Rope knotWorry. It’s the force behind that knot in your stomach, the clenching of your jaw, your trouble falling asleep and the furrow in your brow. You know it’s not accomplishing anything, but your mind resists getting off the hamster wheel.

How can you change the channel? Turns out, there are points for that. The Stomach and Spleen are responsible for digesting not only our food, but our lives: absorbing what’s useful, letting that nourish us, and passing on the not-so-useful stuff to the Large Intestine so we can let it go. Worry is the mental equivalent of sluggish digestion, or chewing on the same thing over and over again without swallowing. Just as there are points to aid digestion, there are points to help dissolve the mental knots. Here are three:

SP 5

Spleen 5

Spleen 5 is the point to use when your compassionate heart leads to a worried mind and you can’t stop thinking about the problems your friend (or your kid, or co-worker) is facing, even though you know there’s nothing you can do to change their situation. This is empathy gone astray. First, summon some compassion for yourself – it’s tough to watch someone you love go through something hard. Then, find the point on the inner foot, just below and in front of the bony bump on the ankle. Press this point firmly with your thumb, and massage in circles for a minute while thinking to yourself “I let go.”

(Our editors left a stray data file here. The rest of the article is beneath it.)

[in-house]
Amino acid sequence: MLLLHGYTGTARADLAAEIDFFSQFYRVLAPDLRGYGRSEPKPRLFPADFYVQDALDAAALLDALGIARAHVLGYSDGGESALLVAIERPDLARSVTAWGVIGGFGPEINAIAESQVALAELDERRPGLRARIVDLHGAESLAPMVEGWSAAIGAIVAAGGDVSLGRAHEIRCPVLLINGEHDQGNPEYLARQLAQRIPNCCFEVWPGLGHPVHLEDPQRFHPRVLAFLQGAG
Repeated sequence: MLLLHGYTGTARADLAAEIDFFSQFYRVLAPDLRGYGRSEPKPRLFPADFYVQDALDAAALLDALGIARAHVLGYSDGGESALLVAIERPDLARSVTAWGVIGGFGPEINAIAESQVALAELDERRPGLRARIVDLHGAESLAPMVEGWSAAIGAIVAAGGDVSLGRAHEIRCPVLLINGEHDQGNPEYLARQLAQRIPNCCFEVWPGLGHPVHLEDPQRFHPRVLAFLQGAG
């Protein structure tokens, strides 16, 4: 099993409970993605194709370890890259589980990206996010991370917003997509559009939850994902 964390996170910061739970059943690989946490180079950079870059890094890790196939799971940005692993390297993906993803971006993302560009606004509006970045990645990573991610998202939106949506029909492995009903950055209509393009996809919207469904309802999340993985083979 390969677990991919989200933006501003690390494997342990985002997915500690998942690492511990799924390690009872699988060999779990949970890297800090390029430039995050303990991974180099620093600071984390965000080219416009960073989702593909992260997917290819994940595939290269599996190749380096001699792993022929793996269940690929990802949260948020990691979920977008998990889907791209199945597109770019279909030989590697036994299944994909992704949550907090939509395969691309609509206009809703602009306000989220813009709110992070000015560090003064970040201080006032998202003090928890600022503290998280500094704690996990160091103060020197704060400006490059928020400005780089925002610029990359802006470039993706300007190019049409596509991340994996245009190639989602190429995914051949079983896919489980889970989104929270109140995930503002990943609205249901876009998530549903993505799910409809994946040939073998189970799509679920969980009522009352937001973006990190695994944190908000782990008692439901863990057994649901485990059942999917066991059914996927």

Lung 7

Lung 7 is the go-to point to help clear your mind of worry. Like the breath itself, this point helps anchor us to the present moment rather than projecting into a future that may never come to pass. Take a long, slow breath and massage Lung 7 – Make a “thumbs up”, and HT 5 and LU 7locate the point about an inch towards your elbow from the thumb/wrist crease.

Heart 5

Tap Heart 5 when you’re worried about what you’re going to say. This point helps you express what’s in your heart, so it’s especially useful for speaking your truth, confronting someone, or having to say “no.” Located on the inner wrist, one thumb-width up from the inner crease, just inside the tendon that leads to the pinky. Tap this point gently for 30-60 seconds, visualizing raindrops striking and bouncing up from a puddle at the point.

Changing your relationship with stress is the most powerful thing you can do for your health. If you’re ready to revamp your nervous system for more ease and confidence, check out your bodymind toolkit: